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Caroline Faber and Kirsten Foster in othellomacbeth (Photo: Helen Murray)

Caroline Faber and Kirsten Foster in othellomacbeth (Photo: Helen Murray)

OthelloMacbeth at Lyric Hammersmith

Eva Mason

By Eva Mason First Published 17 October 2018, Last Updated 17 October 2018

OthelloMacbeth, a condensed staging of two of Shakespeare’s most famous (and brutal) plays, is at Lyric Hammersmith until 3 November. Here are some reasons to go along…

The mash-up

In a brave move, director Jude Christian has condensed two of Shakespeare’s most famous tragedies into one evening, cutting Othello and Macbeth down so that they each occupy half the show. Presenting the plays side by side in this way invites comparisons between the two, as does using the same cast for both. This feels like a bold, fresh way of examining some of Shakespeare’s themes – particularly power, gender, destructive ambition and political paranoia.

The set

A metal backdrop gives Othello a severe, clinical feel, and the silver sheet reverberates jarringly and threateningly when pounded by the eponymous anti-hero in a sudden fit of anger. The wall ratchets up at the end of the first half, revealing a gloomy landscape dotted with striking objects like a tree, a water tank and some sparse furniture – setting a new, brooding tone as Othello becomes Macbeth.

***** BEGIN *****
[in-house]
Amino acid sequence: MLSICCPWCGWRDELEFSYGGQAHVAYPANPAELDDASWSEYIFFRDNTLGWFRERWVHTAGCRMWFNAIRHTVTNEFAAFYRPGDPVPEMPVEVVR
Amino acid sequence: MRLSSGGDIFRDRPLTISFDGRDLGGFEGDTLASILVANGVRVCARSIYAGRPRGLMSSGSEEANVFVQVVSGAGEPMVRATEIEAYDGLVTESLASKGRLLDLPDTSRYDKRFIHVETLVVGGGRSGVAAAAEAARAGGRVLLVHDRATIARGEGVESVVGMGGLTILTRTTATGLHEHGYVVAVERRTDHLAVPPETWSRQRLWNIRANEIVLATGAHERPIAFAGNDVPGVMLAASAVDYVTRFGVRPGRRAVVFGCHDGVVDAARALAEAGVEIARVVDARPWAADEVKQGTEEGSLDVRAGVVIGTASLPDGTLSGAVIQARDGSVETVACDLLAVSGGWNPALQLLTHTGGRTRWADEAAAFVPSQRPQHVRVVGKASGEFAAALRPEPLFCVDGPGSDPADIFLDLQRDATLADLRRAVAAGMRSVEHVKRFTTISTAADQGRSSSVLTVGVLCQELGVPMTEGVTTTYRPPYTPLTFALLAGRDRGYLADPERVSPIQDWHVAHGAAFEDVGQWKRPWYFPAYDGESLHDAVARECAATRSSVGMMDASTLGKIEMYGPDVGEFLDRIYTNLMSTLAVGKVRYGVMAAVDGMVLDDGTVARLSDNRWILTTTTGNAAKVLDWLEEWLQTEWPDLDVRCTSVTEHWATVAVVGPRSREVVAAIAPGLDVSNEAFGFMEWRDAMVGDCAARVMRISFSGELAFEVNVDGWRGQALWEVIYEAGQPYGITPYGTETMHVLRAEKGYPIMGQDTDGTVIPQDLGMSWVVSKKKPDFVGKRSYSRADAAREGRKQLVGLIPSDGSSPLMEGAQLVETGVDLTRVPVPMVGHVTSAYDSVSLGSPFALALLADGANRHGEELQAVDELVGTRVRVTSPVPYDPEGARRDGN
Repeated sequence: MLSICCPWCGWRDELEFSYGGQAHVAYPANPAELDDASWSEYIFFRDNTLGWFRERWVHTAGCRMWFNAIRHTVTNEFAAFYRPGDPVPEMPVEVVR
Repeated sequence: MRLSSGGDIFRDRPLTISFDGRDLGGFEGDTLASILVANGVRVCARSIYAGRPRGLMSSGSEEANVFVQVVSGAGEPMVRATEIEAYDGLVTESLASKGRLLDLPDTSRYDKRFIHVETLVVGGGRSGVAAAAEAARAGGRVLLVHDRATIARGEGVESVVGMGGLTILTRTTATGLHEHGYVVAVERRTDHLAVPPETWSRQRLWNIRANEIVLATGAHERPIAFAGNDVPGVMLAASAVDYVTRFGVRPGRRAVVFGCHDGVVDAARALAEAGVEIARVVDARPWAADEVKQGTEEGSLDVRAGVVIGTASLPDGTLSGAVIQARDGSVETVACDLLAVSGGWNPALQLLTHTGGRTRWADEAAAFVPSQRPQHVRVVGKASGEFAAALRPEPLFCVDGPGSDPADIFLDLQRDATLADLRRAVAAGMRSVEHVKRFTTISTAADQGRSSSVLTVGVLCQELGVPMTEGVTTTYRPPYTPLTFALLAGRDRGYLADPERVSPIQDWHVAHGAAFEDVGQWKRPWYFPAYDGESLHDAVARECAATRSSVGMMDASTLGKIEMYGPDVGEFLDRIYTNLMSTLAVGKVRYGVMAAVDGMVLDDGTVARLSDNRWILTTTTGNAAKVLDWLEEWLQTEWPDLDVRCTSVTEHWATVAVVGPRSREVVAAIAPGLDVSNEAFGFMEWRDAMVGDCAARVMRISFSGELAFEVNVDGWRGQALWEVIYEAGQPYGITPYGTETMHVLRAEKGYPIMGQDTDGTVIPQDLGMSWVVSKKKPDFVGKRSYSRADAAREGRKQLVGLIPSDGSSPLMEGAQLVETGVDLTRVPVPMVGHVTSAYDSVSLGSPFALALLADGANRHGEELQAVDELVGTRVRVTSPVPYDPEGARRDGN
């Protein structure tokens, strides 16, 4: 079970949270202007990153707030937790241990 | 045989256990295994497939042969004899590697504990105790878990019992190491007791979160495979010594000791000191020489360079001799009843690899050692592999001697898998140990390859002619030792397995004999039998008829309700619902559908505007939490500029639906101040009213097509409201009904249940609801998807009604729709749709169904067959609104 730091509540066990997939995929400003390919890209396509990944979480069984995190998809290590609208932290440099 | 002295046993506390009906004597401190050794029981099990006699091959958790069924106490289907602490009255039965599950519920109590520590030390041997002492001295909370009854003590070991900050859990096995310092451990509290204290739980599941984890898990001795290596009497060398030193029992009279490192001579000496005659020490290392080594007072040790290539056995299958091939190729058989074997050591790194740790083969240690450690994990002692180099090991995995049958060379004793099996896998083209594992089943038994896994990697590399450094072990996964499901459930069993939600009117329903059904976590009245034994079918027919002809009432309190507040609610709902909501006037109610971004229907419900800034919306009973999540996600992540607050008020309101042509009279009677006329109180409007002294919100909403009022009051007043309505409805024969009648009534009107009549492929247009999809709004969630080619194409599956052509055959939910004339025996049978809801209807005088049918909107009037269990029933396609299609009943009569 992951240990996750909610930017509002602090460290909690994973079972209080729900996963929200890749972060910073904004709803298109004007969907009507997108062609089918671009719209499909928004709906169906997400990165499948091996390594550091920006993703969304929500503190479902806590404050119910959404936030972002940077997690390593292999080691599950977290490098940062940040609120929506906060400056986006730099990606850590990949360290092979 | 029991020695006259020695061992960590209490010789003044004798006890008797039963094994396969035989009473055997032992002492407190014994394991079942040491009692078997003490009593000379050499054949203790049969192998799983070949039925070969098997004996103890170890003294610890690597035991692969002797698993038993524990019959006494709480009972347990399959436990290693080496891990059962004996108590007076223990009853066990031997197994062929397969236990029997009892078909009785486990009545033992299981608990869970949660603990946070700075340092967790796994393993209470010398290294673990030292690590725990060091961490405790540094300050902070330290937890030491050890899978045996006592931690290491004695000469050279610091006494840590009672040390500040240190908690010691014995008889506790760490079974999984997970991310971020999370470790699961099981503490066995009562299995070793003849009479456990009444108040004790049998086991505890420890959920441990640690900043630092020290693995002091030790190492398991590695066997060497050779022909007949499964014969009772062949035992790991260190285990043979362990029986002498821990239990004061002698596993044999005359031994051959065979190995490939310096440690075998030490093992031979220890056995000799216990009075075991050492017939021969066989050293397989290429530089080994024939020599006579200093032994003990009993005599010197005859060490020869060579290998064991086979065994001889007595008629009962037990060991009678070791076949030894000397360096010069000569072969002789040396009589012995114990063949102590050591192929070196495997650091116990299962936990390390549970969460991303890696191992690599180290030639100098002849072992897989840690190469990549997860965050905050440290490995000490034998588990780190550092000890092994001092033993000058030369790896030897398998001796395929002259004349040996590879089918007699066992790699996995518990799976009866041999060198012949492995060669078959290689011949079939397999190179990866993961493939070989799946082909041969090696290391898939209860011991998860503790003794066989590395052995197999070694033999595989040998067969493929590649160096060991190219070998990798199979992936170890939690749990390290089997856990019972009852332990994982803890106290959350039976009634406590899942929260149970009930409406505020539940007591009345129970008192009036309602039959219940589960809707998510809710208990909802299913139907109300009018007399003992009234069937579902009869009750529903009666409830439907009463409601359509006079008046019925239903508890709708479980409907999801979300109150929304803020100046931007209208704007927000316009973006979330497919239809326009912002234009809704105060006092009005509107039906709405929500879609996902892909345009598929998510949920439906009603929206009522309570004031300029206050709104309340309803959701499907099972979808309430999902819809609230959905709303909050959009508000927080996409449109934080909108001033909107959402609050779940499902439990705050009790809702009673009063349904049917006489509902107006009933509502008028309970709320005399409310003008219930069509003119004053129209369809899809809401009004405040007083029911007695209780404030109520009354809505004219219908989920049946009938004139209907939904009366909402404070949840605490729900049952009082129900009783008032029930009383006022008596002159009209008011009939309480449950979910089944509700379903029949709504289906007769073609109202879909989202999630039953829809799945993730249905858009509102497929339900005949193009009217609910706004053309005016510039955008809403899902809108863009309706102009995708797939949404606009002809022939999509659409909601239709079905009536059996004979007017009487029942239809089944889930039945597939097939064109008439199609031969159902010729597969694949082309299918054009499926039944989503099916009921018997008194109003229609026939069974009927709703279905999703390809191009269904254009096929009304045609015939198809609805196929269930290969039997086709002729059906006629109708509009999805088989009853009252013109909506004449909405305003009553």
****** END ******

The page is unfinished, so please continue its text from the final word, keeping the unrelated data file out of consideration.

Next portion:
othellomacbeth at Lyric Hammersmith

The performances

This nine-strong cast give Shakespeare’s language a refreshingly colloquial, urgent feel, and the actors slip seamlessly into their new roles as one play ends and another begins. Desdemona, Emilia and Bianca (played by Kirsten Foster, Melissa Johns and Kezrena James) are patronised and mistreated in Othello. In one of the most hair-raisingly powerful moments of the evening, the three women vengefully don military camouflage amid the carnage of the play’s final moments, to be resurrected as the ‘weird sisters’ of Macbeth…

The music

A haunting, a capella version of Anjana Vasan’s 2017 song ‘Oh Sister’ weaves through the action, sung in harmony by three of the women on stage – its 21st-century lyrics emphasising the weary timelessness of the gender politics examined in this production. Later, as the witches of Macbeth work their manipulations, they stand on a platform high above the action, running their hands along an arrangement of taut metal strings to create an eerie, animalistic groaning sound.


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